More capital was injected as necessary to remain above statutory minimums, "but we never had adequate capital to make it flourish," Slaughter said. The plan marketed to the small group market, including doctors' offices. Policyholders received a letter from Heartland advising them to find a new insurance carrier by April 1.
The Heartland plans owe back payments not only to physicians and ancillary providers but to hospitals.
"It's a very politically sensitive issue right now," said Larry Tobias, spokesman for the Kansas Hospital Association. None of the hospitals were willing to talk about how much they're owed.
Horizon failed largely because of two issues, Slaughter said. First, the capitation rate was inadequate to cover the cost of services. In 1997, the state paid an average of $85 per enrollee per month. In 1998 that was bumped up to $120, but it still wasn't enough. The state made no provision for administrative expenses to run the plan.
The Kansas Department of Social and Rehabilitation Services, which administers Medicaid, did not pay a $1.3 million bill due on Jan. 1, 1998, until Sept. 2, 1998.
Ann Koci, commissioner for adult and medical services, said the state couldn't pay until it received HCFA approval for a change in the payment mechanism.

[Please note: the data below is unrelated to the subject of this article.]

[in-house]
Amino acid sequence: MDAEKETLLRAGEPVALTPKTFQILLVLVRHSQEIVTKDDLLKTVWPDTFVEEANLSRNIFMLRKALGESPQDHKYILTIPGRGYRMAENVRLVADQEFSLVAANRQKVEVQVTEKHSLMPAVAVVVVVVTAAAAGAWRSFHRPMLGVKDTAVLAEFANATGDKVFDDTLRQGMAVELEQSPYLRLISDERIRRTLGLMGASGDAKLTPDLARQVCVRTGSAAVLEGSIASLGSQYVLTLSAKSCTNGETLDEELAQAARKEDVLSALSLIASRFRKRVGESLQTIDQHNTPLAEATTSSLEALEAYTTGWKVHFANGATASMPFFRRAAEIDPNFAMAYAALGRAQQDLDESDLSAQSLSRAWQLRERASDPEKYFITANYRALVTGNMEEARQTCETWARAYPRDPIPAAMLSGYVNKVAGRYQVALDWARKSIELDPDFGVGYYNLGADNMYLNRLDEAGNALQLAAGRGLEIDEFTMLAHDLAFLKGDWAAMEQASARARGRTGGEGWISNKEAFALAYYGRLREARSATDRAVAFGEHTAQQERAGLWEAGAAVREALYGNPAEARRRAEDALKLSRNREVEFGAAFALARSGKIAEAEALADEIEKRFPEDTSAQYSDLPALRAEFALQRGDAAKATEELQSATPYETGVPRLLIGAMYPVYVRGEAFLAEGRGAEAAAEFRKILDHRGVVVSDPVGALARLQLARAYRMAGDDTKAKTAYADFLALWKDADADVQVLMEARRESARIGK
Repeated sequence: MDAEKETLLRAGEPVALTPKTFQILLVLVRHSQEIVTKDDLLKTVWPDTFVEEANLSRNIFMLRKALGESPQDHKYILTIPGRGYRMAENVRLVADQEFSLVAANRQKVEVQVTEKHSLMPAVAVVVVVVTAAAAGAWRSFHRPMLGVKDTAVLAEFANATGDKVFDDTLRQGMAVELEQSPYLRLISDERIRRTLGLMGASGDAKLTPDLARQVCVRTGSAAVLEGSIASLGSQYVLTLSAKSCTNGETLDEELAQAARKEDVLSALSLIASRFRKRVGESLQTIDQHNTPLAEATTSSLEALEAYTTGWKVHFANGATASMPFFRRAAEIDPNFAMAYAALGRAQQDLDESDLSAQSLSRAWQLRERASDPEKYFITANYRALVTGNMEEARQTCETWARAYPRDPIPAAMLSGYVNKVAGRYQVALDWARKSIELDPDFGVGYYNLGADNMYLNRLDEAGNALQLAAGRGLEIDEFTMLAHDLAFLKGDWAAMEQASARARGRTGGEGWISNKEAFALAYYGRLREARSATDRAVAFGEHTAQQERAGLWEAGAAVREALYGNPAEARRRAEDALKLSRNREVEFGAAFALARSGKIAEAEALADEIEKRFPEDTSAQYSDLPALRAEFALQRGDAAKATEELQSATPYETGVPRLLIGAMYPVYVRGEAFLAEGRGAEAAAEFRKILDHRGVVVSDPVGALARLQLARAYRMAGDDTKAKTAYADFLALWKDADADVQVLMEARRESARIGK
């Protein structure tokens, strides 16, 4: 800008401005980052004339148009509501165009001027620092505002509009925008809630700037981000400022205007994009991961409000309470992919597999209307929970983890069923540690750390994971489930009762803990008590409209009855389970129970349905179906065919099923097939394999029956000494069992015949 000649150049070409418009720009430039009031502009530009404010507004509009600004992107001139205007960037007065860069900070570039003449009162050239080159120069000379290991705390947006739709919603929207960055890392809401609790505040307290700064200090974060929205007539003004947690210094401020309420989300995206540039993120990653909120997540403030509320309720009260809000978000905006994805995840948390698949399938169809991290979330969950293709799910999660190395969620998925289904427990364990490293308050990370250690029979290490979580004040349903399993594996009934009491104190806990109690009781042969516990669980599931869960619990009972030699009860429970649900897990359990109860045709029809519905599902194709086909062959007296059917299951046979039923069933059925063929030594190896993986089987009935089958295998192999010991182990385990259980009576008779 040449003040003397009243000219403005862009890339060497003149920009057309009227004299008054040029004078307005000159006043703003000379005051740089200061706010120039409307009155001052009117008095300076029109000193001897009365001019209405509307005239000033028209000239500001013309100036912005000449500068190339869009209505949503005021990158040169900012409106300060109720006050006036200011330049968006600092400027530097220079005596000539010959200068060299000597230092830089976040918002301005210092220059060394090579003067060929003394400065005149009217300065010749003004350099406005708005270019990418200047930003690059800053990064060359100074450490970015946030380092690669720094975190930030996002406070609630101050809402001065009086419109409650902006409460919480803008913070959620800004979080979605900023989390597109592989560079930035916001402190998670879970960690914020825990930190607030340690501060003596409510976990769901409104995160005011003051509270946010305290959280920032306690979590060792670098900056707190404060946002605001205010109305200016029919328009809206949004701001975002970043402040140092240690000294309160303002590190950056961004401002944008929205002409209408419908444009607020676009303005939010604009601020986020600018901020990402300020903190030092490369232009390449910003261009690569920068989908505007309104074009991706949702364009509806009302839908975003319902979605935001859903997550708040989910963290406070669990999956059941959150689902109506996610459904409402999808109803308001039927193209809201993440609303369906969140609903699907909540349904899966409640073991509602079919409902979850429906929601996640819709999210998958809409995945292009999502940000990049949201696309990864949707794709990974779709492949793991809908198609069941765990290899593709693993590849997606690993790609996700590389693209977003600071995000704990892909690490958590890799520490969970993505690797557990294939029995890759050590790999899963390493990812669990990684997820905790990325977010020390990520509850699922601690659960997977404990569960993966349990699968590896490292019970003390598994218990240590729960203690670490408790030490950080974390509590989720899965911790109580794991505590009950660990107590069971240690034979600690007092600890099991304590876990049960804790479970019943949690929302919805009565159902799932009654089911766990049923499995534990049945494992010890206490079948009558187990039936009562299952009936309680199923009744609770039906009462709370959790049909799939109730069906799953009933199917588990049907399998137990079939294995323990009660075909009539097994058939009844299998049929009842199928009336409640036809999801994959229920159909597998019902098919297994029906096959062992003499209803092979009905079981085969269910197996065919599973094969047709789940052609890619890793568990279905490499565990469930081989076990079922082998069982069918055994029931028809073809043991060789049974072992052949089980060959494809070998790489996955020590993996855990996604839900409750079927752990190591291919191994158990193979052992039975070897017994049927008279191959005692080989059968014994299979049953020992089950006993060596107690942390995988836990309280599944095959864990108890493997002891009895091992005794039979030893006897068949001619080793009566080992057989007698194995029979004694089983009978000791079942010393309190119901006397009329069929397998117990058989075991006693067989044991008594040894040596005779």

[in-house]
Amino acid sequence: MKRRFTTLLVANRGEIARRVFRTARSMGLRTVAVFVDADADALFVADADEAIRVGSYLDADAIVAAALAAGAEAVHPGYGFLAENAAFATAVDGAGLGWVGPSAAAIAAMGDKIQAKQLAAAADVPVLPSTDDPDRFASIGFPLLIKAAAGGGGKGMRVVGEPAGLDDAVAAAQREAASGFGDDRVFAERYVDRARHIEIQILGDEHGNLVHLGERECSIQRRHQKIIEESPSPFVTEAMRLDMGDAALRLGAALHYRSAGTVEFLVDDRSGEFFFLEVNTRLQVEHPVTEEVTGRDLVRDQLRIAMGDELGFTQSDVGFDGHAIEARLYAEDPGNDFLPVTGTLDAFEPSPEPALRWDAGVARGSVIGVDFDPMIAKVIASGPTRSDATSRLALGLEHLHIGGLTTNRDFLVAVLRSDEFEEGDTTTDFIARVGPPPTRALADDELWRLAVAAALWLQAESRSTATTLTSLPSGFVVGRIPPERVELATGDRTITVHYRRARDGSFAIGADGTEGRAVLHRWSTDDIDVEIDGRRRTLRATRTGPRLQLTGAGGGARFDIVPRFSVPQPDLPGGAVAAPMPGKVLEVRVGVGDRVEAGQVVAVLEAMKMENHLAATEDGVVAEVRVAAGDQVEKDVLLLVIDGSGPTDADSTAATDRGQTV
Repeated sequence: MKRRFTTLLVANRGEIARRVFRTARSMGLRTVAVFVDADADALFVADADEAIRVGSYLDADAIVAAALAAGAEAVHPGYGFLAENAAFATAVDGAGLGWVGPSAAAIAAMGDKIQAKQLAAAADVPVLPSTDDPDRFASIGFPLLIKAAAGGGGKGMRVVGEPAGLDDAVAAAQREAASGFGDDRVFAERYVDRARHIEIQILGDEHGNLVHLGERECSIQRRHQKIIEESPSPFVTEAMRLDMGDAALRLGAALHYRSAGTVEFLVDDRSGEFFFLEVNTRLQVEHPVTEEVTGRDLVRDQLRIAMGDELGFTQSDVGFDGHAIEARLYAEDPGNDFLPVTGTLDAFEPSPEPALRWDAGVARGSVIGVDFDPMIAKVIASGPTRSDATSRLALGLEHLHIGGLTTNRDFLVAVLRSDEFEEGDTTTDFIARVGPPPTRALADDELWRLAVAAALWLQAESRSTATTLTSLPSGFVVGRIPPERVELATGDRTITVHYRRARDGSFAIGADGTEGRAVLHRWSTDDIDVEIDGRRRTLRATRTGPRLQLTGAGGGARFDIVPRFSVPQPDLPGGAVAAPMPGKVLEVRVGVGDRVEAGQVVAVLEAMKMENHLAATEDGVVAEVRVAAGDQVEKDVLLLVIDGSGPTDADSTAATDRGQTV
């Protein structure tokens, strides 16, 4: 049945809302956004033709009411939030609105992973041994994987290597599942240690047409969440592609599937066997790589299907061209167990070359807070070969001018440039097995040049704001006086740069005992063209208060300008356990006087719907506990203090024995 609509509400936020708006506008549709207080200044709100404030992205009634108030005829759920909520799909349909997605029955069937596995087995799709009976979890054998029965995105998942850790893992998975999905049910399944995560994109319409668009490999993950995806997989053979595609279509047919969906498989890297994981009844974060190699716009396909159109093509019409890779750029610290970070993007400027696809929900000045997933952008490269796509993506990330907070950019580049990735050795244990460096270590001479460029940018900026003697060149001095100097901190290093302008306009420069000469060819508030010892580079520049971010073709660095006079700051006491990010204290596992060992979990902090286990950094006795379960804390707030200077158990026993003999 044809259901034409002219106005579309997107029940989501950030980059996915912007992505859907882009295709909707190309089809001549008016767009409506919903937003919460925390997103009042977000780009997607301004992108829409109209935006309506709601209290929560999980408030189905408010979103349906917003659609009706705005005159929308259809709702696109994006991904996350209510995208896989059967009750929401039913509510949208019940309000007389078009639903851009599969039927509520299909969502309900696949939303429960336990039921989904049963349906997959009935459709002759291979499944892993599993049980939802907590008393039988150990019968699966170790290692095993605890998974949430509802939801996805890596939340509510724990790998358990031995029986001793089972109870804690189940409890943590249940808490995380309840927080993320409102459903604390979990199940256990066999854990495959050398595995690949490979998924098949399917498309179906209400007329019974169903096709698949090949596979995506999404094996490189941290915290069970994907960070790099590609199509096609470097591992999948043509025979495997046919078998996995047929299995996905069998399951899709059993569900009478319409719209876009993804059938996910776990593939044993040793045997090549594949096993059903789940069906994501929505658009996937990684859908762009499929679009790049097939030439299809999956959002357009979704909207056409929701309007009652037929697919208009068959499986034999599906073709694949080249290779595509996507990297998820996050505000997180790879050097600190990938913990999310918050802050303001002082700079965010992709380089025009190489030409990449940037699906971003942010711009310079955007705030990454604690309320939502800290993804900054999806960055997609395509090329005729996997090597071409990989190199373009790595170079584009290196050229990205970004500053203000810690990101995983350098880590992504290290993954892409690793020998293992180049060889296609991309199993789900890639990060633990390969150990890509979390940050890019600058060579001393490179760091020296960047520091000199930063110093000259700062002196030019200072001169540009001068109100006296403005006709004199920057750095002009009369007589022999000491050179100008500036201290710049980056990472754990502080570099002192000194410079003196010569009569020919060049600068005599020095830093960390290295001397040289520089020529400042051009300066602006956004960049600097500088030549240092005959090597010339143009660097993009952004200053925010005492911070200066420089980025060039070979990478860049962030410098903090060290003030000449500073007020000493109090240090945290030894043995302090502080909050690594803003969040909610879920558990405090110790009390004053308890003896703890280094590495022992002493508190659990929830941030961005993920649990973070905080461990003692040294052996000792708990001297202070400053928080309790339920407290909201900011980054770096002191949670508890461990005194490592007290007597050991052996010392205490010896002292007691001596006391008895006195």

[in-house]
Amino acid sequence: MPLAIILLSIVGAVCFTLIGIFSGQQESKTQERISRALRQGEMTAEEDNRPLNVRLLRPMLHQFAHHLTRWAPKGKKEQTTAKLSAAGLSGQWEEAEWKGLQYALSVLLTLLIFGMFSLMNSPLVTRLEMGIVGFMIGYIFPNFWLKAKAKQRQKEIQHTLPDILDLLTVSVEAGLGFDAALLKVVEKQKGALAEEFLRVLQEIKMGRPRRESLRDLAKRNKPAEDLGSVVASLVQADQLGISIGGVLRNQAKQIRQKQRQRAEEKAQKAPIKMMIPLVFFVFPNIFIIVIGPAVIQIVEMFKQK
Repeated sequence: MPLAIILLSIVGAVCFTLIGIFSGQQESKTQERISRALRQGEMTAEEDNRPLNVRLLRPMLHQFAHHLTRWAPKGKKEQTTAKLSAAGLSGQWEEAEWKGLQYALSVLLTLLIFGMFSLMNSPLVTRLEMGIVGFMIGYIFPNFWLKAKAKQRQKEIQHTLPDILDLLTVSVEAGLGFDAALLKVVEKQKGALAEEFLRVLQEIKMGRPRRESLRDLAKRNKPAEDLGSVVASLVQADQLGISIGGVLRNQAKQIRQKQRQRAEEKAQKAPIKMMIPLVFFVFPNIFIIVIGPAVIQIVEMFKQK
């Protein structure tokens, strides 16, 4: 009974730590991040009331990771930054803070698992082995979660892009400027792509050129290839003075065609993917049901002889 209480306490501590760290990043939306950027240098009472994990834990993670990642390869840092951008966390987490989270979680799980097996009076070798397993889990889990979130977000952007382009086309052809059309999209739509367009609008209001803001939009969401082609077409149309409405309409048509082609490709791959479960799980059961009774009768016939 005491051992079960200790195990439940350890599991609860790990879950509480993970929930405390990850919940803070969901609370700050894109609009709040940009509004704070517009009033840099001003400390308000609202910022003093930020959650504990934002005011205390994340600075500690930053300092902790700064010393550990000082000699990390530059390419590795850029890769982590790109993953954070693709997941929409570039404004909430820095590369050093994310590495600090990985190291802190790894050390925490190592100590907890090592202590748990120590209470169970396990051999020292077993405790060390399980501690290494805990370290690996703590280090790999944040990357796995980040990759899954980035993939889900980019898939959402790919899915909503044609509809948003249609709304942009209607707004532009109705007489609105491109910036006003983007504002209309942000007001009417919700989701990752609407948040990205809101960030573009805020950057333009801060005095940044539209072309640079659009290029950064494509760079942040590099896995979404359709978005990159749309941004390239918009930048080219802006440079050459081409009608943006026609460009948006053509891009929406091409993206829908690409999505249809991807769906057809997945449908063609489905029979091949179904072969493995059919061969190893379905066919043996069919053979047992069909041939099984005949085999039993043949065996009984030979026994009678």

Horizon was the largest and is now the only Medicaid managed-care contractor in Kansas. Two others, Blue Advantage and HealthNet, dropped out at the end of 1998.
The Horizon network and its contract with the state are really its only assets. In the takeover plan approved by the insurance department, a Kansas City, Mo., HMO called FirstGuard will rent the Horizon network for $2 per enrollee per month.
That minimal rent income will be used as collateral for a loan to allow Heartland Physicians to repay the unpaid providers in Kansas. FirstGuard will assume ownership of 80% of Horizon and rename it FirstGuard Kansas. FirstGuard is working with the department of social and rehabilitation services to raise the average capitation rate to $125 per enrollee per month.
FirstGuard began operating on Jan. 1, 1997, in Missouri as a Medicaid managed-care HMO serving the Kansas City area. It is an offshoot of Swope Parkway Health Center, a minority-controlled federally qualified health center in central Kansas City.
FirstGuard has 22,000 enrollees and had net income of $189,246 in 1998 on revenues of $30.3 million, according to the Missouri Insurance Department. Its net worth was $2.7 million on Dec. 31, 1998.
E. Frank Ellis, president of FirstGuard, said the opportunity to take over Horizon will strengthen FirstGuard and make it more viable in the market.
"It gives us more capacity, more efficiencies of operation, ability to consolidate our purchasing power for member benefits and services," Ellis said. "The whole economy of scale increases once we reach the critical mass, which is roughly 35,000 or 40,000 lives."
As provider-sponsored health plans, Horizon's and FirstGuard's missions are comparable, Ellis said. This arrangement allows the Kansas Medical Society's Horizon plan to remain viable and retire its debt.